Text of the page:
By this point, everything I want to read or check out later is in Pocket. I’ve successfully filtered down my thousands of articles into a more manageable hundreds, but that’s still pretty chaotic. Right now, I probably have about 330 articles to catch up on. Further organization methods vary depending on my mood, but in general, I try to take care of the quick items like pictures or short blog posts first. If there’s something worth saving, for instance, a really good cleaning tip I’m going to want to return to later, I usually pin that onto a relevant Pinterest board. {I know, not the best way to archive information should the author delete content.} Since I typically catch up on things stored in Pocket while on my iPad or iPhone, I usually star {mark as a “favorite”} any particularly long articles, things better suited for viewing on a computer, or videos so that I know those are ones I should catch up on when I’m at a computer.

Now that I’ve covered my RSS feeds, I still have to do something with all those Youtube videos. Since watching videos at work is usually frowned upon, I save watching them for later. Thankfully, YouTube has a handy “Watch Later” playlist for that. On any normal day, that’s where I’d put these videos, but right now I have over 210 videos to watch, and apparently, YouTube has a 200 video limit on your Watch Later playlist which I have reached more than a few times. Now if these were silly 30-second cat videos, this wouldn’t be an issue, but videos seem to be getting longer and longer. {I have one that’s almost an hour long!} I usually try to watch the quickest videos first just to keep the number down, so who knows when I’ll actually get to that hour long video. It seems like more and more people are making longer and longer videos. {Note to all the YouTubers out there – Make shorter videos so we have time to watch them all!} For now though, I have a second playlist, “Watch Later 2.” {How original!} Anything under 9 minutes {because my shortest videos are about 7 minutes right now} goes into that playlist, and I’ve been whittling down that playlist little by little {at least until the next Web Finds}. I plan to keep increasing that time limit up little by little as I watch the shorter videos at least until I get my original Watch Later playlists gets out of the zone where I risk hitting the dreaded 200 video limit. Oh and if any of you are curious as to how I watch these {being the App hoarder I am – I like to try apps until I find the best one…}, I either connect my laptop to my TV and just watch them through the web {42″ of planners, cat videos, and Jenna Marbles…}. If I don’t feel like doing that, I watch them on my iPad or iPhone using my favorite Youtube app, Jasmine.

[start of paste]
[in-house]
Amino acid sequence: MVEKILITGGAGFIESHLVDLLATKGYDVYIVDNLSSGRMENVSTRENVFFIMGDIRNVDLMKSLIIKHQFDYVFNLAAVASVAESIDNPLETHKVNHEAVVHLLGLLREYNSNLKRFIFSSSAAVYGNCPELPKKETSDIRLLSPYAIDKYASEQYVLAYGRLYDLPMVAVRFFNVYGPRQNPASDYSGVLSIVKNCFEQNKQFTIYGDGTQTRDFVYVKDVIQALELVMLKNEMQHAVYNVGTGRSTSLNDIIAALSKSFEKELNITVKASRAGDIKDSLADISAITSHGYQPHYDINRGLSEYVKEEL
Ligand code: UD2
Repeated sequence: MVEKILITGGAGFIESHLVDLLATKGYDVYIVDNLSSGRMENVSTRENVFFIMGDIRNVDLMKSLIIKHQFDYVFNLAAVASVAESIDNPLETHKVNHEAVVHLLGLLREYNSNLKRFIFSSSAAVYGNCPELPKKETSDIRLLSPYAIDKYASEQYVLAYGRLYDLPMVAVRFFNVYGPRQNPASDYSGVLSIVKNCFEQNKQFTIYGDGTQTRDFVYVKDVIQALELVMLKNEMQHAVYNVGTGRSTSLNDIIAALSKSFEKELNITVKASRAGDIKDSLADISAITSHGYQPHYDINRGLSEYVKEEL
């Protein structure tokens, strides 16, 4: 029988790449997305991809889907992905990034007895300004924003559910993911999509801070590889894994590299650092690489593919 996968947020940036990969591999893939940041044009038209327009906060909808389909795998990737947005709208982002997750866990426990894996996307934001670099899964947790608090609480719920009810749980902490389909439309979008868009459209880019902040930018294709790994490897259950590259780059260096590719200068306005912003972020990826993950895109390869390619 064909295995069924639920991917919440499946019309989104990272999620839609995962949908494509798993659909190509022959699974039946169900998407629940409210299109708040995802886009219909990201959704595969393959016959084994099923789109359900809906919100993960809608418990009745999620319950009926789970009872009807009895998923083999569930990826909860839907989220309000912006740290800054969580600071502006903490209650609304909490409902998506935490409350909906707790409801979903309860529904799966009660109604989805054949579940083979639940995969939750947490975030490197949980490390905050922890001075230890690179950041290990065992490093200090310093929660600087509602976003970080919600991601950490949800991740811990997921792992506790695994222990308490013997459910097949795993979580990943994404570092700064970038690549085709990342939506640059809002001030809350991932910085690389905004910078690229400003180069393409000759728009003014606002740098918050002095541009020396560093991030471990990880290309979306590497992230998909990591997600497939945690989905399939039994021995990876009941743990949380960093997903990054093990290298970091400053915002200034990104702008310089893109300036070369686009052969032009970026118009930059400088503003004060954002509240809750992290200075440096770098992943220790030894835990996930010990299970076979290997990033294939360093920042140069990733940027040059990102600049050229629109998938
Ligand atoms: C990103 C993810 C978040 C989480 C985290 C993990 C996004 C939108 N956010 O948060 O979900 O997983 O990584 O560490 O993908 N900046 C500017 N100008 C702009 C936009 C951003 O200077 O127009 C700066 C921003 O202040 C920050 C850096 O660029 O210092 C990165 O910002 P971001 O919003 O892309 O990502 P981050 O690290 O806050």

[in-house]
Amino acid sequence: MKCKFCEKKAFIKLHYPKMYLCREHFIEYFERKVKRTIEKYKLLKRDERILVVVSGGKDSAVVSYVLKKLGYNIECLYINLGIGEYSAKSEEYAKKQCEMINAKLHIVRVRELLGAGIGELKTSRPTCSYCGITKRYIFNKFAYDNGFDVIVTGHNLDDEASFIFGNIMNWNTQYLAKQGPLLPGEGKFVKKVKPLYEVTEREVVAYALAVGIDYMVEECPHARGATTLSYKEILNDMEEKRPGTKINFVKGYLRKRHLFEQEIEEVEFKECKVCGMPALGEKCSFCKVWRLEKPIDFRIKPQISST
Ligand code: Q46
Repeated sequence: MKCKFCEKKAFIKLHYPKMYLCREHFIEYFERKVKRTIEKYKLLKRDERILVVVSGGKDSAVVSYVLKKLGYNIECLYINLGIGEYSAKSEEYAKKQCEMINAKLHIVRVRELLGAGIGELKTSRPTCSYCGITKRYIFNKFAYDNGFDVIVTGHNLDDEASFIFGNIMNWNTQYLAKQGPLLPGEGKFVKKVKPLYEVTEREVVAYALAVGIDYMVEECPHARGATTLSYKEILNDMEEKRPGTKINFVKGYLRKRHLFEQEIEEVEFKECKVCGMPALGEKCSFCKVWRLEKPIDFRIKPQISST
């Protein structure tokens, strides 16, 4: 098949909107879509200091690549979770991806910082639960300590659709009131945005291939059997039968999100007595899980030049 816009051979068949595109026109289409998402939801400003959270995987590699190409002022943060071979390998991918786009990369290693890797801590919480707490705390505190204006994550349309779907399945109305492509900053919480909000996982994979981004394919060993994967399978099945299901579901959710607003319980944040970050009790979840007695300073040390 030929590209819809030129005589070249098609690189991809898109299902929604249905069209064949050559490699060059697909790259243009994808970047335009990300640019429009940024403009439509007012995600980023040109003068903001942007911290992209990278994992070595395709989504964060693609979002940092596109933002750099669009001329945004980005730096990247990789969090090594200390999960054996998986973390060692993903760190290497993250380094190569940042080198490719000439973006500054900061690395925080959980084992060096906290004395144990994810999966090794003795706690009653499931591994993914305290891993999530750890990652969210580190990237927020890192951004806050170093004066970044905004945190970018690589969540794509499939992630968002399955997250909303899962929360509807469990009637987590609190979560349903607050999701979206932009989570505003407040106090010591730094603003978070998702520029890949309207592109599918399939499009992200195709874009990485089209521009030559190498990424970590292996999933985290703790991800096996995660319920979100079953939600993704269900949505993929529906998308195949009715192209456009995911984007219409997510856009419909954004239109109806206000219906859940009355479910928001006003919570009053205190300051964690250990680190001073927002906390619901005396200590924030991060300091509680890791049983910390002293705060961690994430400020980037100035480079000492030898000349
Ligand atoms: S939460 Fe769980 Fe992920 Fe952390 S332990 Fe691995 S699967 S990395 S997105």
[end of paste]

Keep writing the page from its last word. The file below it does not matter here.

Jasmine for iOS on my iPad

Jasmine for iOS on my iPad

So that’s my super-OCD method of keeping track of what I read and watch on the internet. {Actual books, movies, and TV shows are a whole other ball game.} If you have any tips on managing RSS feeds or YouTube videos, if you happen to love any of the apps or products I mentioned, or if you just happen to get something out of this post, I’d love to hear from you.

P.S. If any of you happen to have tips on how you keep your RSS feeds organized, I’d love to hear that too. That’s one part of this process I’m not happy about. I just can’t seem to find a good way to categorize them.

And again, all apps mentioned in this post are currently free. I wasn’t asked to mention these products, I just genuinely enjoy using them, and wanted to pass them on to my readers.

Until next time,